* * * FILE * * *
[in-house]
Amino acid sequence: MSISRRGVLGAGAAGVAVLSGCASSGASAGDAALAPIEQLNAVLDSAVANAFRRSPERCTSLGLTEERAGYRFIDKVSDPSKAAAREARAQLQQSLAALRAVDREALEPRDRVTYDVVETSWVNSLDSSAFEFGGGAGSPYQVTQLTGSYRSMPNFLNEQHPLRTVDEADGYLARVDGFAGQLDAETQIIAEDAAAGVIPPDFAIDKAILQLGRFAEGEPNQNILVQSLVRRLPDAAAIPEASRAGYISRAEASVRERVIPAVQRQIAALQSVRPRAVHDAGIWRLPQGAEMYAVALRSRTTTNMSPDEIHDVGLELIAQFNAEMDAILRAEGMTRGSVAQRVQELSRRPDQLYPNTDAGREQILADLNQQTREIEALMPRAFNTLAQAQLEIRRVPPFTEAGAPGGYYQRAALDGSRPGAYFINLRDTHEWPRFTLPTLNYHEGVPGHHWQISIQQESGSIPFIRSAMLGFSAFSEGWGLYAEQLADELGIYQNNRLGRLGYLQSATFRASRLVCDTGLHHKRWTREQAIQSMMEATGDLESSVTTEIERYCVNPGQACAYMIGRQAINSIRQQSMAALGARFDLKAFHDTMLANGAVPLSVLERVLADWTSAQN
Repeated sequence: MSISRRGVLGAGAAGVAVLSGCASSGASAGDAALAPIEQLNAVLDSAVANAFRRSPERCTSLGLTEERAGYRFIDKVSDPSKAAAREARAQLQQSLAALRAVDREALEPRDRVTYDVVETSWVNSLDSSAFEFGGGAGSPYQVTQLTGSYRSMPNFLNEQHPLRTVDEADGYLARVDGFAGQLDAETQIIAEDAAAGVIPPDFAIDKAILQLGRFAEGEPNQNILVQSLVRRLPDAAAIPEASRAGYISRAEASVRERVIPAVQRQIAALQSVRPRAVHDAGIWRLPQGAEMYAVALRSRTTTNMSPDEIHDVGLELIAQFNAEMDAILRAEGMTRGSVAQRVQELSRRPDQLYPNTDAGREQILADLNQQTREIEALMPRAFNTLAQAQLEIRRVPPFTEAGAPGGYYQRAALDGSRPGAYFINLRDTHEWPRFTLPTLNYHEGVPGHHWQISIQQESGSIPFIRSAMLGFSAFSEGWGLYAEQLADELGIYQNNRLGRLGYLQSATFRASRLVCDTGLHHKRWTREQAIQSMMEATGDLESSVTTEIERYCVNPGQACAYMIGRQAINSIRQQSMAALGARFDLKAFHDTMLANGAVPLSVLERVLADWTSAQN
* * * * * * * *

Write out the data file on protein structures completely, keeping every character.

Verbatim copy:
[in-house]
Amino acid sequence: MSISRRGVLGAGAAGVAVLSGCASSGASAGDAALAPIEQLNAVLDSAVANAFRRSPERCTSLGLTEERAGYRFIDKVSDPSKAAAREARAQLQQSLAALRAVDREALEPRDRVTYDVVETSWVNSLDSSAFEFGGGAGSPYQVTQLTGSYRSMPNFLNEQHPLRTVDEADGYLARVDGFAGQLDAETQIIAEDAAAGVIPPDFAIDKAILQLGRFAEGEPNQNILVQSLVRRLPDAAAIPEASRAGYISRAEASVRERVIPAVQRQIAALQSVRPRAVHDAGIWRLPQGAEMYAVALRSRTTTNMSPDEIHDVGLELIAQFNAEMDAILRAEGMTRGSVAQRVQELSRRPDQLYPNTDAGREQILADLNQQTREIEALMPRAFNTLAQAQLEIRRVPPFTEAGAPGGYYQRAALDGSRPGAYFINLRDTHEWPRFTLPTLNYHEGVPGHHWQISIQQESGSIPFIRSAMLGFSAFSEGWGLYAEQLADELGIYQNNRLGRLGYLQSATFRASRLVCDTGLHHKRWTREQAIQSMMEATGDLESSVTTEIERYCVNPGQACAYMIGRQAINSIRQQSMAALGARFDLKAFHDTMLANGAVPLSVLERVLADWTSAQN
Repeated sequence: MSISRRGVLGAGAAGVAVLSGCASSGASAGDAALAPIEQLNAVLDSAVANAFRRSPERCTSLGLTEERAGYRFIDKVSDPSKAAAREARAQLQQSLAALRAVDREALEPRDRVTYDVVETSWVNSLDSSAFEFGGGAGSPYQVTQLTGSYRSMPNFLNEQHPLRTVDEADGYLARVDGFAGQLDAETQIIAEDAAAGVIPPDFAIDKAILQLGRFAEGEPNQNILVQSLVRRLPDAAAIPEASRAGYISRAEASVRERVIPAVQRQIAALQSVRPRAVHDAGIWRLPQGAEMYAVALRSRTTTNMSPDEIHDVGLELIAQFNAEMDAILRAEGMTRGSVAQRVQELSRRPDQLYPNTDAGREQILADLNQQTREIEALMPRAFNTLAQAQLEIRRVPPFTEAGAPGGYYQRAALDGSRPGAYFINLRDTHEWPRFTLPTLNYHEGVPGHHWQISIQQESGSIPFIRSAMLGFSAFSEGWGLYAEQLADELGIYQNNRLGRLGYLQSATFRASRLVCDTGLHHKRWTREQAIQSMMEATGDLESSVTTEIERYCVNPGQACAYMIGRQAINSIRQQSMAALGARFDLKAFHDTMLANGAVPLSVLERVLADWTSAQN